Develop and present lessons to teach elementary children to handle their anger in appropriate ways. Send them home with a flyer that shares the same tips with parents. Optional: Develop this activity into a STAR Events project. Volunteer to help present an antiviolence program in your school or community. Refer to the STOP the Violence materials for good ideas and resources on this topic. Recruit fellow Family and Consumer Sciences students to help. Write a news release about your involvement. Lead an activity in your Family and Consumer Sciences class. Ask all students to write three different kinds of conflicts on slips of paper. These might be conflicts within themselves, in families, the school, the community, or world. Put all the slips into a bowl. Divide the group into smaller teams. Have each team draw one conflict slip. For each conflict, the team must identify the problem, think of as many solutions as possible and try to choose one that would work. Ask teams to share their ideas with the rest of the class. Discuss tips for managing conflict. Write a set of "ground rules" members will follow when dealing with conflict in your FCCLA chapter. Ask members to adopt and sign a pact to follow the ground rules. Set a goal to handle your own anger better. Find anger management tips in books and videos. Practice the tips for two weeks. Report to your FCCLA adviser about what you learn. Optional: Create a Power of One "A Better You" project with this activity. Write a skit that shows young people how to use "I" messages and active listening during conflicts. Videotape the skit and have it shown on the school's TV system. Sometimes conflict occurs when people don't understand their own emotions or what other people are feeling. Ask family members to complete a game of "emotion charades" with you. Prepare slips of paper with the names of many kinds of emotions or feelings (anger, joy, fear, worry, warmth, stress, etc.) Each family member draws one of the slips, then acts out that emotion without words. Others guess the emotion being shown. After the emotion has been guessed, family members each describe a time he or she has felt that way in the past 10 days. Talk with your family about how emotions affect the ways you interact and the conflicts you experience. Stress often leads to conflict. Research how to manage stress, then write a series of school newspaper articles to share the information with other students. Find out what help is available for young people who can't resolve their own conflicts. Information and support might be offered by school guidance services, peer mediation programs, worship communities, student organizations, community-based groups, and others. Create and distribute a flyer telling peers where they can find help with conflicts. Participate in a class or student organization debate. Tell your adviser what you learn about considering all "sides" of an issue or conflict.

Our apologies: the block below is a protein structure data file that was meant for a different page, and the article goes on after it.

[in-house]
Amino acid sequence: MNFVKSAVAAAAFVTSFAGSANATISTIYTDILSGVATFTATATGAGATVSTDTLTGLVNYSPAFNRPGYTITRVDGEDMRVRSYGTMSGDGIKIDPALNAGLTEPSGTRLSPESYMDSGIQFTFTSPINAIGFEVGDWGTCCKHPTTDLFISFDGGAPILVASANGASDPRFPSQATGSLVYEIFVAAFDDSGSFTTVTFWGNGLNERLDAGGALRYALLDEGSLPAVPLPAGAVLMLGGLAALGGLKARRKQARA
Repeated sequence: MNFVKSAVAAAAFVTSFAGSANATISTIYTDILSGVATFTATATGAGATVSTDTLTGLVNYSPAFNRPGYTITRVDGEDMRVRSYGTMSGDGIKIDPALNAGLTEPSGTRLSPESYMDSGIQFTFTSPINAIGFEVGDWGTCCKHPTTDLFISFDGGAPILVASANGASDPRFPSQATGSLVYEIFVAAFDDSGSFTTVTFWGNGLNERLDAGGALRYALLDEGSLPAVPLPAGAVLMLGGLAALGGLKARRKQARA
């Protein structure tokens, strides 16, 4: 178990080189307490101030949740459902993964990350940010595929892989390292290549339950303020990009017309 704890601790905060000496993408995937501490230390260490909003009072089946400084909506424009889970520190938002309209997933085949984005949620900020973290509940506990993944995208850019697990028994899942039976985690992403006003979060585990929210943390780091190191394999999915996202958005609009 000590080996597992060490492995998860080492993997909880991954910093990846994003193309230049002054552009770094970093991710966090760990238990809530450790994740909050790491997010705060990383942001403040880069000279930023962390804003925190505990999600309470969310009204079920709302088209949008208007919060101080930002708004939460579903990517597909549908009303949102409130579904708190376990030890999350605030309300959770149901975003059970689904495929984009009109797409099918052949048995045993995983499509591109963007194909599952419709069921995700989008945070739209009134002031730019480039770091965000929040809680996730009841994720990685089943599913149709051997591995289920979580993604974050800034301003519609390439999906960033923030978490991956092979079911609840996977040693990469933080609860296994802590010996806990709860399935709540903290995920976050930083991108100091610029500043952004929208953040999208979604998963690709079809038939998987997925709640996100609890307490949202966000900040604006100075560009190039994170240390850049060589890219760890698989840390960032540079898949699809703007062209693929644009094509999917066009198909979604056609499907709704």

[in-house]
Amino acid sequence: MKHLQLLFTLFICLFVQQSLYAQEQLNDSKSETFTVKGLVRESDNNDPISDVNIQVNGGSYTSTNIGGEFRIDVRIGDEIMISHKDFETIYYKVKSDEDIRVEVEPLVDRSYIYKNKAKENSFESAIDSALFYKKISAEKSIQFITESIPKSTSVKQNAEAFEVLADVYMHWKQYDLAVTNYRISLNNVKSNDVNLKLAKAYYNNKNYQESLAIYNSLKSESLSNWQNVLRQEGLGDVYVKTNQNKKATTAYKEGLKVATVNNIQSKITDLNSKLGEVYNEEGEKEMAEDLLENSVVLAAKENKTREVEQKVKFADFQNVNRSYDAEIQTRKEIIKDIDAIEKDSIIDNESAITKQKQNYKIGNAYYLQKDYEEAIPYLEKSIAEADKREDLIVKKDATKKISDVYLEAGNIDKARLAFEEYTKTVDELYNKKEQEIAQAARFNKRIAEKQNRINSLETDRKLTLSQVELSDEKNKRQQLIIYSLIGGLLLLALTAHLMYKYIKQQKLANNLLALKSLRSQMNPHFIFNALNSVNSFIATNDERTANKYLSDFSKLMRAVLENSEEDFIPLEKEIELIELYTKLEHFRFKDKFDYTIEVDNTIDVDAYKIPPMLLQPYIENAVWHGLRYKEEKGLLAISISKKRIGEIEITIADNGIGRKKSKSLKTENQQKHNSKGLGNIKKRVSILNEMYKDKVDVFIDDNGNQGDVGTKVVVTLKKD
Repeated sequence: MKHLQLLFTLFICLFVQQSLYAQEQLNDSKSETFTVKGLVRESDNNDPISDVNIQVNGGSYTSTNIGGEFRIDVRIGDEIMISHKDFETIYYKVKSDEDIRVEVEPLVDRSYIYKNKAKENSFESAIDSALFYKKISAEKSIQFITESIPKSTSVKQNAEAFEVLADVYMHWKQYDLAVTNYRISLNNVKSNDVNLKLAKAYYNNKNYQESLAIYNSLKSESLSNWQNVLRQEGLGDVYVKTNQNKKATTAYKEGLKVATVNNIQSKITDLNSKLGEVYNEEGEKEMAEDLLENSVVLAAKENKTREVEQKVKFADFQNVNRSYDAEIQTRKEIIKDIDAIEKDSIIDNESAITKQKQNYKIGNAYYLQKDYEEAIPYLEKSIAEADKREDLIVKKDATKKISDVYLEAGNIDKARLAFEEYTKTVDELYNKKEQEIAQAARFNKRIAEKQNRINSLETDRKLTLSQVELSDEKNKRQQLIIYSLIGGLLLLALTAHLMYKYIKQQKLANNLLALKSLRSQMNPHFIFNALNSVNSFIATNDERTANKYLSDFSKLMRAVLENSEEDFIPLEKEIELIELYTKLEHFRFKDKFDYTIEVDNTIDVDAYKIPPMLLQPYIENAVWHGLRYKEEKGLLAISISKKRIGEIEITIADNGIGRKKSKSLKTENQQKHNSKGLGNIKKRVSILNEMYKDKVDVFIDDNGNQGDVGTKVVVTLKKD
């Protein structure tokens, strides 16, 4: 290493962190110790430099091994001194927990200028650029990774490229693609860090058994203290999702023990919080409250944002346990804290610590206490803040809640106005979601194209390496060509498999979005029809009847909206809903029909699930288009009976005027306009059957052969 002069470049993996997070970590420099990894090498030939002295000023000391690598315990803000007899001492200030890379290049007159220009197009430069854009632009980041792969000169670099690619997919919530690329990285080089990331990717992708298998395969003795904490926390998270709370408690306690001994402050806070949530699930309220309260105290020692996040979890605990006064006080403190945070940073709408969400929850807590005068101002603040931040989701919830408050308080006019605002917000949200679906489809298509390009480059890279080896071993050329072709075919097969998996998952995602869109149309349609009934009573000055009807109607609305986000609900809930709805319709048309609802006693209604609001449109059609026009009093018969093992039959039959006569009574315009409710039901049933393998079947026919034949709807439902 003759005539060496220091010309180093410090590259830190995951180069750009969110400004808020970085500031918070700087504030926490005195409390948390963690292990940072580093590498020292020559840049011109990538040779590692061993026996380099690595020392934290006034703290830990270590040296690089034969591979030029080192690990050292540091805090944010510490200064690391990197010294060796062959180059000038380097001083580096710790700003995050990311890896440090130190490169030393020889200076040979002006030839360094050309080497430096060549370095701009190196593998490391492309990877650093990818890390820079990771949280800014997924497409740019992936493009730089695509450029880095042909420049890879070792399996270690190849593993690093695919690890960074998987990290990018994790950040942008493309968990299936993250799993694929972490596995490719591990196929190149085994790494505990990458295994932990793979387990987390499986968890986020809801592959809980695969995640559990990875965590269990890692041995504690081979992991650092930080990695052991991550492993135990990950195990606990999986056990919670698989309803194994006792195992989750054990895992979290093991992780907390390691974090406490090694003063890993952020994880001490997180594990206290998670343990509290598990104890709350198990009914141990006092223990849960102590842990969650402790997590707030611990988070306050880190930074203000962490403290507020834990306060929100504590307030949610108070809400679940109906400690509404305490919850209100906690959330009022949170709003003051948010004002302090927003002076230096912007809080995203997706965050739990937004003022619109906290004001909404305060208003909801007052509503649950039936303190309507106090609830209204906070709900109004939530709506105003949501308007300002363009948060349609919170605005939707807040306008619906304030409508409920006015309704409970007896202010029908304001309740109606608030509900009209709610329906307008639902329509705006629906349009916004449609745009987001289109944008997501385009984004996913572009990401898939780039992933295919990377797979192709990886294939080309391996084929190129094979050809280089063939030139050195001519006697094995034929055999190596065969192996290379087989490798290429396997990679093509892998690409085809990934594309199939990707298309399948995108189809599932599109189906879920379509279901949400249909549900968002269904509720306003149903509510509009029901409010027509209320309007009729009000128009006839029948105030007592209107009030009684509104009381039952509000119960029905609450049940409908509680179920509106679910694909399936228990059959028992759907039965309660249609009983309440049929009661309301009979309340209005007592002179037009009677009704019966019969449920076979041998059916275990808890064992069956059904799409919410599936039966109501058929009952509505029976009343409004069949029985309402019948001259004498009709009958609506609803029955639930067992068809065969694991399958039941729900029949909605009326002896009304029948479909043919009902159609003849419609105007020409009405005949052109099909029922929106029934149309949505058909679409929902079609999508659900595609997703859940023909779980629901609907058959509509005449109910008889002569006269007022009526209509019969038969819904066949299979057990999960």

Family, Career and Community Leaders of America, Inc. |

Dynamic Leadership Essential Four: Conflict Management for Leaders

Leadership Excellence